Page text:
Sunday, September 28, 2014

Maybe the "T.S." Stood for "Terribly Similar"...

Jesse Lee Tally, known as “Doc” Tally, played baseball for the barnstorming Israelite House of David team from 1914 to his death in 1950. The House of David was a religious commune founded in Benton Harbor, Michigan, in 1903 and thrived through the 1920s and 30s. Its founders—not the most visionary of religious leaders—declared sex a sin (even for procreation), in principle dooming their movement after a single generation.

The House of David became a national phenomenon during that time for fielding a long-haired, long-bearded evangelizing baseball team (actually, several teams) that crisscrossed the country playing amateur; semipro; and professional opponents, including squads from the major, minor, and Negro Leagues. Sort of the Harlem Globetrotters of baseball, the House of David team grew famous for its fancy, yet very formidable, play. It even, for a time, boasted several former Major League greats, including Three Finger Brown and Grover Cleveland Alexander, as well as the legendary Negro Leaguer, Satchel Paige—all of whom were required either to grow their whiskers or don a fake beard.

The House of David even beat the Major Leagues to night baseball, playing its first game under electric light in 1930—five years before the Bigs. (Ever shrewd in enlarging opportunities to play for paying customers, the House of David brought portable lights on its buses to allow night games.)

Anyway, I find Jesse Lee Tally the spitting image of the recently deceased Robin Williams. Reputedly the House of David’s best player, Tally invented the famous pepper games with which players would wow crowds with their acrobatic and dexterous skills before, and during, contests. Tally thus seems like the same type of good-natured, entertaining ham that Robin Williams came to be. Interestingly, Williams was born little more than a year after Tally’s death and just a hundred miles from Benton Harbor (in Chicago).*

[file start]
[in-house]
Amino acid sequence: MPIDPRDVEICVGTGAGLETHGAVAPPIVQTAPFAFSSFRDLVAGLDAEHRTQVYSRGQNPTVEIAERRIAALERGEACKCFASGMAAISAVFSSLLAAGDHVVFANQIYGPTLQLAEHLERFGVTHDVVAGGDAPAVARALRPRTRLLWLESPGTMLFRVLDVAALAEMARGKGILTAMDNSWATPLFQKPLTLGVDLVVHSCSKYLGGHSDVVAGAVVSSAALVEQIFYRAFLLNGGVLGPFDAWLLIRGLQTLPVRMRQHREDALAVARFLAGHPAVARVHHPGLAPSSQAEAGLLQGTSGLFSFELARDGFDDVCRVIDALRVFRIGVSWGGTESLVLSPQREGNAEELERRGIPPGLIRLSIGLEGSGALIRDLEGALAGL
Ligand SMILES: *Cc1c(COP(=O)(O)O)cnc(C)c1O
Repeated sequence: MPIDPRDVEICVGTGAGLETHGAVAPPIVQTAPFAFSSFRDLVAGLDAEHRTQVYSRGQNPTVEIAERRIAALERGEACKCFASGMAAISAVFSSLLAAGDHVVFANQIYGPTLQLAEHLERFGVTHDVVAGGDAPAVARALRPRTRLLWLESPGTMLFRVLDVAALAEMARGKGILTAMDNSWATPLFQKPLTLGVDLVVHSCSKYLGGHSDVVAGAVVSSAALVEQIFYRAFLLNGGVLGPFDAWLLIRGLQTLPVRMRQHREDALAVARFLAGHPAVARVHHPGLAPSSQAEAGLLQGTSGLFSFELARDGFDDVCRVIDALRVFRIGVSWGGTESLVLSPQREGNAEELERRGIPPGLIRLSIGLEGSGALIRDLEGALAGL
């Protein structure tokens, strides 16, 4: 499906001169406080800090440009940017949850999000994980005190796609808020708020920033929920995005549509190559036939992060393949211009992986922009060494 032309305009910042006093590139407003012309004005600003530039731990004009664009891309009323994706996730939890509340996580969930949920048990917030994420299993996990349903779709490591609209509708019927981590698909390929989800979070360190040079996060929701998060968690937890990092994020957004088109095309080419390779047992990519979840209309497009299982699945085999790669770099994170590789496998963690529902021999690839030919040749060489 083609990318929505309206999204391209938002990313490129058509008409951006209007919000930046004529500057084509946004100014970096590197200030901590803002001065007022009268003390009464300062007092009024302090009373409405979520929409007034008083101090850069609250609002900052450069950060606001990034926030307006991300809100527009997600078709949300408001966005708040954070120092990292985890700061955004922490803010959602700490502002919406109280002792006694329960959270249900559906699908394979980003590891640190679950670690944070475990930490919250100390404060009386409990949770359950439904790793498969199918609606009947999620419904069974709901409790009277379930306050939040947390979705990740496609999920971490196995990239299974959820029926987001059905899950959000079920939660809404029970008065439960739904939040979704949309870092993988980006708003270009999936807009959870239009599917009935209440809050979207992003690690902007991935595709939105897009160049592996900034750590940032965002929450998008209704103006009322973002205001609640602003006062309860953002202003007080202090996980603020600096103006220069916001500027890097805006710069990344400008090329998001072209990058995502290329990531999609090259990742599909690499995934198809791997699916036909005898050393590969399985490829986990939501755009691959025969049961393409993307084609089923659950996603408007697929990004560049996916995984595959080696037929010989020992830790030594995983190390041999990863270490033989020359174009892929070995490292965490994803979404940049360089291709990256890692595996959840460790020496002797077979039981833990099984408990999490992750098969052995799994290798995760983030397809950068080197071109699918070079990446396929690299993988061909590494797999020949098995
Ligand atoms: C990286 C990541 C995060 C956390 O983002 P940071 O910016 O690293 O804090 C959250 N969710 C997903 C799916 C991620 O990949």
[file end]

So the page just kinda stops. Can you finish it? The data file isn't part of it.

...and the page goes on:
* Perhaps stranger still, Williams starred in the resemblant-named 2004 “dramedy,” House of D.

It’s almost as if Jesse Lee Tally’s spirit entered the newborn Robin Williams’ body in 1951—all it had to do was float to the far side of Lake Michigan, and it had more than a year to do so…


So, it is entirely possible that Robin Williams possessed great baseball potential, even if he never sensed it. However, the world is a better place for him taking the route that he did—not only because he left a legacy of laughter, but because Williams’ natural inclination to field a batted ball, then toss it in the air while declaring, “Fly, be free!” would have led to a catastrophic amount of unearned runs…      

(Image from Good Will Hunting copyright Miramax Films; image from Mork and Mindy copyright ABC.)

Thursday, September 25, 2014

No Breakdown of Communication at 7-Eleven